For months she had been dreaming of it and finally Susheela Moonsamy was able to do it: get together with her relatives and give them a big hug. Throughout the pandemic she had only seen her siblings, nieces and nephews fully “masked up” at socially distanced gatherings. But a few weeks ago, as their home state of California pressed on with its efficient vaccination rollout, they could have a proper reunion.
“It was such an emotional experience, we all hugged each other; and with tears in our eyes, we thanked God for being with us and giving us the opportunity to see each other close up again and actually touch each other,” she says. “We never valued a hug from our family members that much before.”
A couple of weeks later, the high school counsellor set off from her home in Oakland for a family trip to Disneyland on the outskirts of Los Angeles. It felt “strange … but wonderful” after a year spent hunkered down with her elderly parents. But while they were away she and her relatives received news that brought great sorrow: one of Moonsamy’s cousins, the daughter of her father’s sister, had died of Covid-19.
This was not a family member in California, where Moonsamy has lived for 35 years, but in South Africa, the country where she was born and her parents left during apartheid. There, Covid is running rampant in a virulent third wave. Less than 6% of the population has had one dose of the vaccine and less than 1% has had two.
The virus has now claimed the lives of 13 of Moonsamy’s family and friends, and she feels every day may bring more bad news. Amid talk of the pandemic nearing its end in California, where more than half the population is fully vaccinated, she has very mixed feelings.
“It’s definitely exciting,” she says. “But at the same time you think of the ones that have gone, and you feel, if only they were able to get to this point – to celebrate with us. That would be just so great. We need to remember them … and look forward. To celebrate the freedom but at the same time keep the ones who have gone in mind.”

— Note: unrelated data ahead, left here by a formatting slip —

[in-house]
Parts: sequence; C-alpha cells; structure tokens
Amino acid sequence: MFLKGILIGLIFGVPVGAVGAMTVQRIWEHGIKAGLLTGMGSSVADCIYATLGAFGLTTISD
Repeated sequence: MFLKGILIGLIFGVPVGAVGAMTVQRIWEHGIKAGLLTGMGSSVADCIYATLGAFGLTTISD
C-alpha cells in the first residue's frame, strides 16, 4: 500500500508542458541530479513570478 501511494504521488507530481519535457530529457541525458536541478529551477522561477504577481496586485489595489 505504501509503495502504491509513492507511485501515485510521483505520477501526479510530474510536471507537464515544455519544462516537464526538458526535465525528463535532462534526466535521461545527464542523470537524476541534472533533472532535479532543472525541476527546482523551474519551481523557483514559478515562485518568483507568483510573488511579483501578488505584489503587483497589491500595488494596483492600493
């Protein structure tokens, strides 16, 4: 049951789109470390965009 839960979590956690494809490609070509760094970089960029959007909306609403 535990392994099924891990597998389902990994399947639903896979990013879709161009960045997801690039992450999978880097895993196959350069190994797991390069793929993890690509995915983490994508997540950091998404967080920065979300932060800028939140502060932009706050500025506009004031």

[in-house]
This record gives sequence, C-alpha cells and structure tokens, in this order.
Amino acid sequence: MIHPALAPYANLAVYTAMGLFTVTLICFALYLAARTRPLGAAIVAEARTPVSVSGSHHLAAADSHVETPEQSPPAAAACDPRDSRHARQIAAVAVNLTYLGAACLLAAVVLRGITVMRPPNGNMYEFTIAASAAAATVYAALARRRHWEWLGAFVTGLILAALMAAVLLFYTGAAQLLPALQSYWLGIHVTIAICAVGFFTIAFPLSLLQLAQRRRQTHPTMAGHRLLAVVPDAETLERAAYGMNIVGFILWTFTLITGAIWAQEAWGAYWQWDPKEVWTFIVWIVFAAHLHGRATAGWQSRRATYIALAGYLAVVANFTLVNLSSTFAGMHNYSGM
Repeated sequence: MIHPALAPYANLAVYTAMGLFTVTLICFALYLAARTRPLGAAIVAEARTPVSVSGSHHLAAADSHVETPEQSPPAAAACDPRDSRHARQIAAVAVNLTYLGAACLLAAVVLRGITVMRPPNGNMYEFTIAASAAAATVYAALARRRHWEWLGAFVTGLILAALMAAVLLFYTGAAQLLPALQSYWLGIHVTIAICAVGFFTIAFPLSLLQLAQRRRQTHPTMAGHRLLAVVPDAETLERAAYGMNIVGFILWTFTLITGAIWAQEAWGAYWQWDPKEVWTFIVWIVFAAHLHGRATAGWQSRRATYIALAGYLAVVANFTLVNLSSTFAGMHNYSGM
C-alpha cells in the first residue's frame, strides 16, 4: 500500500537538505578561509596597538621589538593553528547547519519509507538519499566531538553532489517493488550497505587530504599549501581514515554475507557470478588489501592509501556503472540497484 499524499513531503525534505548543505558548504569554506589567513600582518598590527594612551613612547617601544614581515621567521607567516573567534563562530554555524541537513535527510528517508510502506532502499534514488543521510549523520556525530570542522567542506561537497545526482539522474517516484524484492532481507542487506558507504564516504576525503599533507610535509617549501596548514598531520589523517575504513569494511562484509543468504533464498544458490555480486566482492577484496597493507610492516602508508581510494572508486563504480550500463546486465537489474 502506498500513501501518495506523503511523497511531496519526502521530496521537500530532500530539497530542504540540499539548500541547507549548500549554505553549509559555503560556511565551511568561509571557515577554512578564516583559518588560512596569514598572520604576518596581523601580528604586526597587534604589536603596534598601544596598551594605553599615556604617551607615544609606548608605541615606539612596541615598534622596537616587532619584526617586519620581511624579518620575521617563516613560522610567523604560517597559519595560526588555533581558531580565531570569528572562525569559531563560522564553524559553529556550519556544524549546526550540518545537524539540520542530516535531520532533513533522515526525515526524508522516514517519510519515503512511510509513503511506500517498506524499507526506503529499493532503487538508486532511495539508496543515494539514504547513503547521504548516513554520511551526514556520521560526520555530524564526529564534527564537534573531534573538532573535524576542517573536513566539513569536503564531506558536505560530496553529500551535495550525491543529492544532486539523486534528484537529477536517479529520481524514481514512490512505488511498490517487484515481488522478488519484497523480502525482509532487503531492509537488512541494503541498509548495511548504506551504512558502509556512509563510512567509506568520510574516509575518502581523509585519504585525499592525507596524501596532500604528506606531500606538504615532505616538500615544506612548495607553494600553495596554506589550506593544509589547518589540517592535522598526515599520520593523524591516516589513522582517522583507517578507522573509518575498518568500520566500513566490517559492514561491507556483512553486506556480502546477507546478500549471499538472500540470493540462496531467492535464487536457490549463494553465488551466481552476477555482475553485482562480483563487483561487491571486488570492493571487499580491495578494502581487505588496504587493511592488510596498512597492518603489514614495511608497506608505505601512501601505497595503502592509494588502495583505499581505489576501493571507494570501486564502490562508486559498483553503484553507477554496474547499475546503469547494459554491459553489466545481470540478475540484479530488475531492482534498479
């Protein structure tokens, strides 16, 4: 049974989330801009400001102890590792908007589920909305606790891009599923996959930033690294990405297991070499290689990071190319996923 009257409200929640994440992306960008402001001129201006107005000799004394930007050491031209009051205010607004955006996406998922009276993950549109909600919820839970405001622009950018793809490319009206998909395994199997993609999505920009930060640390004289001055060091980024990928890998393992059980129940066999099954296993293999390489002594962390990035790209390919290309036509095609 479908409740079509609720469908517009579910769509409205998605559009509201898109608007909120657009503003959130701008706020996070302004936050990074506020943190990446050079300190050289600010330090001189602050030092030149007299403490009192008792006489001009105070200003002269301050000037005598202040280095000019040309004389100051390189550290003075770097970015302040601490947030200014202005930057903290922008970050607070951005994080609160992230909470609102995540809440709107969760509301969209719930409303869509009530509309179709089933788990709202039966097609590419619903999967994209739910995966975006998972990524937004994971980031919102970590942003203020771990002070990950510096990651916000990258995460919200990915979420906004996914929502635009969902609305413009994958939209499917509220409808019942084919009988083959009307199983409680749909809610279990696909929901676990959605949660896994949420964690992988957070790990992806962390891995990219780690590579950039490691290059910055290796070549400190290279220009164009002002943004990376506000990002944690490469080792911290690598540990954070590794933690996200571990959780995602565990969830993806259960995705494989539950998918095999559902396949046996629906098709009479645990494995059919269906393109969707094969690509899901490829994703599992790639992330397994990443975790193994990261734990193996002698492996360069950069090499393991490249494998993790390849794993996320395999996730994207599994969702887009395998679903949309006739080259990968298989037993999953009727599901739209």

Moonsamy is far from the only person to feel conflicted about the easing of restrictions. Across Europe and North America in the coming months, mass vaccination programmes are expected to bring back some form of normality. In England restrictions are due to be eased on 19 July, baptised “Freedom Day” by the tabloid press. In the US, most states have lifted restrictions already. Across the EU, to varying degrees, countries are preparing to reopen for summer.
But in much of the rest of the world – from Kampala to Cape Town, the Philippines to Peru – the pandemic is not only ongoing but worsening. In low-income countries just 1% of the population on average has been given at least one dose of the vaccine.
Caught in the middle of this growing divide are millions of people with relatives in the developed and the developing worlds, who find themselves struck by the staggering global inequality in their daily family catchups, WhatsApp groups and Skype chats.
These huge differences have long been a facet of the diaspora experience, but the pandemic has magnified them. For many, the two-speed vaccination programmes have come to represent all that one part of the family has and the other has not.
“[I feel] a huge amount of guilt … and a lot of sadness,” says Isabella (not her real name), a law student born in Colombia but who has lived in Canada since she was four.
“You know, why is the world the way it is? Why is it that you have to leave your home country to be safe, to be healthy? Why couldn’t we have just stayed home and had the same experience as Canada’s having?”
Like much of South America, Colombia is in the grip of a third wave of Covid-19, which has claimed about 45,000 lives since mid-March – more than 40% of the total death toll. About 24% of the population has had their first dose of the vaccine; in Canada, the figure is 69%.
Isabella, 23, is fully vaccinated. Getting her first dose last month was an emotional experience. “I felt happy but I also remember just wanting to burst into tears when I was sitting in the little chair, because when I looked around me it was incredible to see how well organised the vaccination programme was, but I also knew that this is not the case in Colombia and it would be at least another year before my cousin my age in Colombia would be sitting in the same chair,” she says. “And who knows what might happen between now and then?”